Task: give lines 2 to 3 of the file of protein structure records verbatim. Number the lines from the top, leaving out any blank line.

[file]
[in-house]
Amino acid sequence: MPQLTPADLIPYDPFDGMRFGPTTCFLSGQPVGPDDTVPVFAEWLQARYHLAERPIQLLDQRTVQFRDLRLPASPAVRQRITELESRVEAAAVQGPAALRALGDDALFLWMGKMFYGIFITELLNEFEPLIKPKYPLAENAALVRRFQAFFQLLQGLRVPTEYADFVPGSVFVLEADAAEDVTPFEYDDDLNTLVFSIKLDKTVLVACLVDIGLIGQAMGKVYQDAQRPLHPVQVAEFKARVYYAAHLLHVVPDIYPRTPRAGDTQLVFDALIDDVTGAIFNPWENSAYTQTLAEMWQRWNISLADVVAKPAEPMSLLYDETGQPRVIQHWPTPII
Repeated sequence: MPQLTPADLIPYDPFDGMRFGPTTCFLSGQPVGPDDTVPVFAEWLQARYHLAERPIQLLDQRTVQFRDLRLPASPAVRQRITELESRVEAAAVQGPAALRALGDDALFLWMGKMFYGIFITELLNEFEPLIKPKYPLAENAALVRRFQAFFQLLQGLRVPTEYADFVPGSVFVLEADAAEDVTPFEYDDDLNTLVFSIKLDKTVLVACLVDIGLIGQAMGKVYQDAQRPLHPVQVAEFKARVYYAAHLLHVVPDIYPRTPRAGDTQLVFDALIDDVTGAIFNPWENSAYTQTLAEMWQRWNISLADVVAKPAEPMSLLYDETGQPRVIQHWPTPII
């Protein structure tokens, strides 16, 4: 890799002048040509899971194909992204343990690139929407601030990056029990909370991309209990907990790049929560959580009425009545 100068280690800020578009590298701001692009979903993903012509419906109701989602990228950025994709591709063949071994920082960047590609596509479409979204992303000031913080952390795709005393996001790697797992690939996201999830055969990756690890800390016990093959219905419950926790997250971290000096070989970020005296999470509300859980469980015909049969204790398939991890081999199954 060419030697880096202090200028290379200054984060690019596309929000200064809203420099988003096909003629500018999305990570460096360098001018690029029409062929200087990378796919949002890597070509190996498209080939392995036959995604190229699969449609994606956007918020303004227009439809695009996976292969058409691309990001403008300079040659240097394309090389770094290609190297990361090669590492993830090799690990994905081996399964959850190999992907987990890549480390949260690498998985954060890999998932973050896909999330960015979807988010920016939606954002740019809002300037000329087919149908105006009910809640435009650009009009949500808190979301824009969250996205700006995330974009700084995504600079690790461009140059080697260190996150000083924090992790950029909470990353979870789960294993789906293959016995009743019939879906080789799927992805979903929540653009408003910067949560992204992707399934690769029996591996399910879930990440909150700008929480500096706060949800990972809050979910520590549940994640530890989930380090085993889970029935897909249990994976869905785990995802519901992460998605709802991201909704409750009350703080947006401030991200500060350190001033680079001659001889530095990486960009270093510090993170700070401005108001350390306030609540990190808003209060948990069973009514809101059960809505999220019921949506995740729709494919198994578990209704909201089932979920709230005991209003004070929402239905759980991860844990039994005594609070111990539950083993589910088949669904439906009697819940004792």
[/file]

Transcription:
Amino acid sequence: MPQLTPADLIPYDPFDGMRFGPTTCFLSGQPVGPDDTVPVFAEWLQARYHLAERPIQLLDQRTVQFRDLRLPASPAVRQRITELESRVEAAAVQGPAALRALGDDALFLWMGKMFYGIFITELLNEFEPLIKPKYPLAENAALVRRFQAFFQLLQGLRVPTEYADFVPGSVFVLEADAAEDVTPFEYDDDLNTLVFSIKLDKTVLVACLVDIGLIGQAMGKVYQDAQRPLHPVQVAEFKARVYYAAHLLHVVPDIYPRTPRAGDTQLVFDALIDDVTGAIFNPWENSAYTQTLAEMWQRWNISLADVVAKPAEPMSLLYDETGQPRVIQHWPTPII
Repeated sequence: MPQLTPADLIPYDPFDGMRFGPTTCFLSGQPVGPDDTVPVFAEWLQARYHLAERPIQLLDQRTVQFRDLRLPASPAVRQRITELESRVEAAAVQGPAALRALGDDALFLWMGKMFYGIFITELLNEFEPLIKPKYPLAENAALVRRFQAFFQLLQGLRVPTEYADFVPGSVFVLEADAAEDVTPFEYDDDLNTLVFSIKLDKTVLVACLVDIGLIGQAMGKVYQDAQRPLHPVQVAEFKARVYYAAHLLHVVPDIYPRTPRAGDTQLVFDALIDDVTGAIFNPWENSAYTQTLAEMWQRWNISLADVVAKPAEPMSLLYDETGQPRVIQHWPTPII